Search the Collection
Advanced Search

The residence of Edward Riley Esq, Wooloomooloo near Sydney NSW

Date: 1825
Dimensions:
Overall: 179 x 282 mm
Medium: Ink on paper
Credit Line: ANMM Collection
Classification:Art
Object Name: Aquatint
Object No: 00000880
Place Manufactured:London

User Terms

    Description
    This aquatint was printed in 'Views in Australia or New South Wales and Van Diemen's Land' (1825) by Joseph Lycett. It was first published in thirteen parts on a subscription basis by J Souter and subsequently as one volume.

    This work depicts a large colonial home near the waters edge at Woolloomooloo, Sydney. It was the residence of Edward Riley, a successful merchant who built the house in 1824. A couple can be seen standing on a ledge near the water.
    SignificanceThis work represents one of the early private residences in the New South Wales colony.
    HistoryEdward Riley (1784-1825) was born in England and was a successful merchant. He spent several years in India before arriving in Sydney with his family in 1816. Riley was one of the richest settlers and from 1821 served as a Magistrate in the colony. He built the residence at Woolloomooloo in 1824. At the time of his death (suicide) he owned land at Surry Hills, Minto and Mittagong.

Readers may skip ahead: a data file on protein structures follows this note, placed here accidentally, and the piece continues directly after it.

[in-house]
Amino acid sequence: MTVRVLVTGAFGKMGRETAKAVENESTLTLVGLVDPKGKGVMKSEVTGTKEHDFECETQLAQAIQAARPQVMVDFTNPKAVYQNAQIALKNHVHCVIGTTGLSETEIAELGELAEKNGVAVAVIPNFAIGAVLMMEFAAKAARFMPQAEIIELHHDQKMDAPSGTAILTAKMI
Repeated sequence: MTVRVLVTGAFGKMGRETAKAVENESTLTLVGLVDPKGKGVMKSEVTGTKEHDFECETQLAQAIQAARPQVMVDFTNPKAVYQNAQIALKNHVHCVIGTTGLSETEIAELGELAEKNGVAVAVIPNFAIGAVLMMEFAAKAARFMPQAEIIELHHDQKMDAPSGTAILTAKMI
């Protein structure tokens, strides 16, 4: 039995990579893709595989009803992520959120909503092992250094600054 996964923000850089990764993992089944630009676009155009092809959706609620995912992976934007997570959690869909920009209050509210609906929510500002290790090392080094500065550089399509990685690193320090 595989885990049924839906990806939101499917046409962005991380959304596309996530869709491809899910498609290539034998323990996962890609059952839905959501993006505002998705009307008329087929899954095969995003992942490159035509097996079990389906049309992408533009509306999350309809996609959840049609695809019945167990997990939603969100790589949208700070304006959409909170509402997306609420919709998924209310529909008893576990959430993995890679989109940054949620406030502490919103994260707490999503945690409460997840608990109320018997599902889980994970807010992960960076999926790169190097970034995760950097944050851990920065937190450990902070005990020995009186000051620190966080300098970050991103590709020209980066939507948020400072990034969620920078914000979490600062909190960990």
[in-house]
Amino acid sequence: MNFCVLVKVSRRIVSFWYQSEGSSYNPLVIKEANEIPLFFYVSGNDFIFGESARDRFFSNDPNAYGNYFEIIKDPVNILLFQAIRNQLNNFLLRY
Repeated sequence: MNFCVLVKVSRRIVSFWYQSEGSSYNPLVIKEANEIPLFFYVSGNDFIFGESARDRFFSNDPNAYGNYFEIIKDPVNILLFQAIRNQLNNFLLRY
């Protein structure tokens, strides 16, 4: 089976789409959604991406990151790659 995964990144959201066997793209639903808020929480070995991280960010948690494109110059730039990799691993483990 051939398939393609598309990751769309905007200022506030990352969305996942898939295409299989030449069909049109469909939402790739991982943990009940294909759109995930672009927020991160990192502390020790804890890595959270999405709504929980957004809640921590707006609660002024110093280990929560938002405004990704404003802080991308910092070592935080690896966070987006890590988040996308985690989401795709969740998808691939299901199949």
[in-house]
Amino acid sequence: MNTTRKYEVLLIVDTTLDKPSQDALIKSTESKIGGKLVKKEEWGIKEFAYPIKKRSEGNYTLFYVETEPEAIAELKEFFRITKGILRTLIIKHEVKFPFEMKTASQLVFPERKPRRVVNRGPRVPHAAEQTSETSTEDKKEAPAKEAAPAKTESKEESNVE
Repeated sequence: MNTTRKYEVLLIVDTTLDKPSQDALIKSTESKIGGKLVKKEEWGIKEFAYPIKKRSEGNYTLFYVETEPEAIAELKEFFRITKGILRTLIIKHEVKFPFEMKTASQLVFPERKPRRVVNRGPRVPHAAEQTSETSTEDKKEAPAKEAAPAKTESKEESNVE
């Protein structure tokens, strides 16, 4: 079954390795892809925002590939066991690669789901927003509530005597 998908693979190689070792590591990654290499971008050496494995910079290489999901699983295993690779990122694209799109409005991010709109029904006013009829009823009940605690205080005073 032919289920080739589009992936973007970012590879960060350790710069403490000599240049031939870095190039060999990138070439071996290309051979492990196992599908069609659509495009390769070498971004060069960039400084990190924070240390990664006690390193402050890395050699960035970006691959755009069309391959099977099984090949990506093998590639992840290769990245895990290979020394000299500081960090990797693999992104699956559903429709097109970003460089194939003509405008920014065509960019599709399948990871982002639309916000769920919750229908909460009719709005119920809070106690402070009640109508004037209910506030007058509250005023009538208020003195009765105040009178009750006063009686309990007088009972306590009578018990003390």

Located close to the initial British settlement in Sydney Cove, Woolloomooloo was granted to John Palmer in 1793. The area was gradually subdivided and settled by families and was a desirable place to live. During the 19th century it became more urbanised and the construction of the Finger Wharf in 1915 industrialised the area. The wharf ceased being utilised in the 1970s and lay derelict before being modernised in the late 20th century with Woolloomooloo once again becoming a desirable location to live.

    Joseph Lycett, a professional painter of portraits and miniatures, was transported to New South Wales, as a convict, for forgery in 1814. Following his conditional discharge in 1819 he travelled and painted landscapes in the two colonies of New South Wales and Van Diemen's Land, adopting the role of unofficial government artist (Wantrup) After gaining an absolute pardon in 1821, he returned to England, and found a publisher to produce his views in 13 monthly parts between July 1824 and June 1825. Demand immediately proved strong enough for the proposed lithographic plates to be replaced by aquatints. On completion of the parts issue, the work was published in book form. Wantrup calls Lycett 'the outstanding artist of his period in Australia’ and his publication 'a landmark in the development of the Australian illustrated book'.
    Additional Titles

    Primary title: The residence of Edward Riley Esq, Wooloomooloo near Sydney NSW

    Web title: The residence of Edward Riley Esq, Wooloomooloo near Sydney NSW

    Related People
    Publisher: J Souter

    Discuss this Object

    Comments

    Please log in to add a comment.